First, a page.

Zaugg snow blower for the Swedish iron ore railway

Posted: 7 December 2015 | | No comments yet

Approximately 27 million tonnes of iron ore are transported annually on the iron ore railway between Luleå (Sweden) and Narvik (Norway) – part of which runs north of the Arctic Circle. Rail operations must also be guaranteed in the winter months in order to transport these quantities. The existing snow blowers have grown old and must be replaced. Therefore, the Swedish infrastructure operator, Trafikverket, ordered a snow blower from ZAUGG AG EGGIWIL / Switzerland. The vehicle (pictured above) costing 9.5 million Swiss Francs is to be used above all on the section between Kiruna and the Norwegian border.


Since the customer requested a purely hydrostatic drive for optimum distribution of power between the traction and clearing drives, the Matisa company of Switzerland, which specialises in track-laying machines, was brought on board as subcontractor. MATISA Matériel Industriel S.A. offers appropriate drives and is additionally responsible for the approval of the vehicle and the drive controls in Sweden.

The four-axle, self-propelled snow blower ZRR 10000 M (ZRR stands for ‘Zaugg Rolba Railway’, M for ‘Matisa’) is driven by two Caterpillar C18 diesel engines, stage III B, each with an output of 470 KW, which act on three of the four wheels sets. When changing the working direction, the superstructure can be swivelled by 180° on the slewing ring within two minutes.

The two snow blower units are adjustable together in height and individually in a horizontal direction: the ejection chutes are individually adjustable with regard to direction and ejection range. For transfer journeys, the snow blower units are driven together and positioned just above the tops of the rails to ensure compliance with the UIC standard profile. Various positions of the cutters can be directly called up using programmable pushbuttons. In comparison with fixed snow blower units with extendable deflectors, adjustable snow blower units enable the track to be cleared more quickly and with less drive power.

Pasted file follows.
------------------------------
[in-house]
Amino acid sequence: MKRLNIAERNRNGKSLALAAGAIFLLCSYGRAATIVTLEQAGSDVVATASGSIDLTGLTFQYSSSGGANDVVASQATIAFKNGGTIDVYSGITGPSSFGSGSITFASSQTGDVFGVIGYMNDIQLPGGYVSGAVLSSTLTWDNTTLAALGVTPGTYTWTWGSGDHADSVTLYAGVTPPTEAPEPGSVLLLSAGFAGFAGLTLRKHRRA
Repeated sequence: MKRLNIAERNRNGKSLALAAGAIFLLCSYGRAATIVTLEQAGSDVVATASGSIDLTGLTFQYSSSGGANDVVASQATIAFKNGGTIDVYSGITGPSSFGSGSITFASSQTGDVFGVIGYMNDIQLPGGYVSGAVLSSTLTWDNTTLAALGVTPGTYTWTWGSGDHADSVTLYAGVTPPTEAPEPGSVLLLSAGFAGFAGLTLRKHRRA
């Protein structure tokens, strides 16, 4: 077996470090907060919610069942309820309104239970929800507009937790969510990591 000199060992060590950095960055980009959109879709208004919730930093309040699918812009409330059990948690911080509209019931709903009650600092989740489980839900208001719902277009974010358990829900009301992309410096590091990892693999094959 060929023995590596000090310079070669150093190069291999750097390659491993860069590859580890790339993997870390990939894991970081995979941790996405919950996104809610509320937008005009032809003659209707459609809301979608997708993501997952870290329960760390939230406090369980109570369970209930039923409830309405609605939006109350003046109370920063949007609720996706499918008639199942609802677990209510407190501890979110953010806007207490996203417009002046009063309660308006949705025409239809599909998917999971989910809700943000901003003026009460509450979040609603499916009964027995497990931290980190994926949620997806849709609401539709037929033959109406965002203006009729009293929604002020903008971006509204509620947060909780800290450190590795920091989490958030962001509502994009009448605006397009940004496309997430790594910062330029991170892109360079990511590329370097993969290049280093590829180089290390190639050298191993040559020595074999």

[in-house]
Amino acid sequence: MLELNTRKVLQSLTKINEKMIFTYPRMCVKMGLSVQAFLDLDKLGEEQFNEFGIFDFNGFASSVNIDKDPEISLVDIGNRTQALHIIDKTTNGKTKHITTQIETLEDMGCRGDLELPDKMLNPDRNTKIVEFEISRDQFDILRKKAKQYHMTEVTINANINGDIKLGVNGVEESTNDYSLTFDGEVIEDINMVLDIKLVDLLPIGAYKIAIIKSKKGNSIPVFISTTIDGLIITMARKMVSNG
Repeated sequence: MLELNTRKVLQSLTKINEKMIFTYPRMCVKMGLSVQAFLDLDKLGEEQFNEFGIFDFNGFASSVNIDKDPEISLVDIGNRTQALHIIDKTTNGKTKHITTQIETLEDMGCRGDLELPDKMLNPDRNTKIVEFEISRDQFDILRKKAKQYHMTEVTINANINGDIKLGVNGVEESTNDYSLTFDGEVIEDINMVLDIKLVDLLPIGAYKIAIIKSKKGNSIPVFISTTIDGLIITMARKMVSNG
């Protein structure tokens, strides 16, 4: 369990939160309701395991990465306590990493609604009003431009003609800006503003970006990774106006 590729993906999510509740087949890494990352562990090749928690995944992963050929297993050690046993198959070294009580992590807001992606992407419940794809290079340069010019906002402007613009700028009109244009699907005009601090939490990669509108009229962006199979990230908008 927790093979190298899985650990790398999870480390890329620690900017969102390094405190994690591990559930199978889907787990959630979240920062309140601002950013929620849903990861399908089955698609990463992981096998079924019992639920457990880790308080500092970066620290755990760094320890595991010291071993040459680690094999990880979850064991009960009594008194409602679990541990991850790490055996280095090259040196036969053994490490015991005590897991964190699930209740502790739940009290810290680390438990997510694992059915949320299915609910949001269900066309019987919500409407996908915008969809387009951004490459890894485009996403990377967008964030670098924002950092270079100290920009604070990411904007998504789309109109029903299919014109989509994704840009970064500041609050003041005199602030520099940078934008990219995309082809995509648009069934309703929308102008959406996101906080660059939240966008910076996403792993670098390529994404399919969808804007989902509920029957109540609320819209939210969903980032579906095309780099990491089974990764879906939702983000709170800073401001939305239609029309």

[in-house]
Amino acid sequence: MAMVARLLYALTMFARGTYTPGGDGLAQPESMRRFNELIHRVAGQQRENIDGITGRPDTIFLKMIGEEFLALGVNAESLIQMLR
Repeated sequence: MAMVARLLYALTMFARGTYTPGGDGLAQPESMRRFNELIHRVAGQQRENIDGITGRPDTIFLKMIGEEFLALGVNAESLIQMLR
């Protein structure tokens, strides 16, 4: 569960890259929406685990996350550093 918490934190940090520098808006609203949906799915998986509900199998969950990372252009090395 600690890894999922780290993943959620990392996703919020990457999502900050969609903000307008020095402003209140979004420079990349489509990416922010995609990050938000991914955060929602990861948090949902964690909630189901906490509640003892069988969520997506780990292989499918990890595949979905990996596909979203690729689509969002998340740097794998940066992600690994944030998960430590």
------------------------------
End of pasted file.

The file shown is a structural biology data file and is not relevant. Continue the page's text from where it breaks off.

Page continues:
A hydraulically adjustable track plough is mounted at the rear of the superstructure. From the driver’s cab, this can be adjusted in height as well as in the clearance direction to the left or right or in a V-shape to both sides.

In order to balance the weight, the two engines are located at the very rear of the superstructure, with the diesel tank in the centre of the vehicle. An additional auxiliary diesel engine or alternatively a stationary energy supply allows the operation of the auxiliary units as well as the thawing and heating of the snow blower.

The driver’s cab containing the electronic cabinets is supported on the superstructure and damped by spring suspension, as a result of which it is astoundingly quiet in the cab even during snow blowing operation. Two tidy, identically equipped workstations offer a good view in a forward direction. As a rule, one operator is responsible for driving and the other for snow blowing; although the roles can be reversed at any time. One-man operation with snow-blowing is technically possible, but not allowed in practice. In order to be able to start the engine, one of the engine drivers must blow into an electronic alcohol tester. A generously-sized cabinet, which is currently empty, is intended to house possible ETCS equipment in future.

For the comfort of the personnel there is a table with two folding seats attached to the side wall, a refrigerator, a microwave oven and a coffee machine.

In the second half of October, snow blower 99 74 9491 001 left Switzerland on its own wheels bound for Rostock, from where its journey continued by sea. Prior to that, three test drives took place – although without snow – from Bussigny to Brig and Yverdon-les-Bains as well as in the shunting station in Lausanne.


CH-3537 Eggiwil / Switzerland

T +41 34 491 81 11

E: [email protected]


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